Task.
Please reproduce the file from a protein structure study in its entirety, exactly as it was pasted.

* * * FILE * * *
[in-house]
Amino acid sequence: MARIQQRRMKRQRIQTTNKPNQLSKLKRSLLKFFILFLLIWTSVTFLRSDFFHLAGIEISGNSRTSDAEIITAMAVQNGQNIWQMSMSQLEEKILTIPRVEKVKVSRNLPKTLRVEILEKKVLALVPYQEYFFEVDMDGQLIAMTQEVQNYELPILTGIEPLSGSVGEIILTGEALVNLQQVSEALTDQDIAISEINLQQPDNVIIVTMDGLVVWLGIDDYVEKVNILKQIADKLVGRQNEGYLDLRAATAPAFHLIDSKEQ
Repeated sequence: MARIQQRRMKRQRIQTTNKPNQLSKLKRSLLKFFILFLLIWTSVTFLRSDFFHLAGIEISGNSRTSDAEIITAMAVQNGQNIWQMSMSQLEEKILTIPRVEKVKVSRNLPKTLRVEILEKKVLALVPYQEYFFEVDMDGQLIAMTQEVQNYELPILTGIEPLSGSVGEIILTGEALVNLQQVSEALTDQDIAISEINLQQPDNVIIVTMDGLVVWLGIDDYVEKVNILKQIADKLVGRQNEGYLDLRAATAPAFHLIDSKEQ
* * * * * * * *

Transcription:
[in-house]
Amino acid sequence: MARIQQRRMKRQRIQTTNKPNQLSKLKRSLLKFFILFLLIWTSVTFLRSDFFHLAGIEISGNSRTSDAEIITAMAVQNGQNIWQMSMSQLEEKILTIPRVEKVKVSRNLPKTLRVEILEKKVLALVPYQEYFFEVDMDGQLIAMTQEVQNYELPILTGIEPLSGSVGEIILTGEALVNLQQVSEALTDQDIAISEINLQQPDNVIIVTMDGLVVWLGIDDYVEKVNILKQIADKLVGRQNEGYLDLRAATAPAFHLIDSKEQ
Repeated sequence: MARIQQRRMKRQRIQTTNKPNQLSKLKRSLLKFFILFLLIWTSVTFLRSDFFHLAGIEISGNSRTSDAEIITAMAVQNGQNIWQMSMSQLEEKILTIPRVEKVKVSRNLPKTLRVEILEKKVLALVPYQEYFFEVDMDGQLIAMTQEVQNYELPILTGIEPLSGSVGEIILTGEALVNLQQVSEALTDQDIAISEINLQQPDNVIIVTMDGLVVWLGIDDYVEKVNILKQIADKLVGRQNEGYLDLRAATAPAFHLIDSKEQ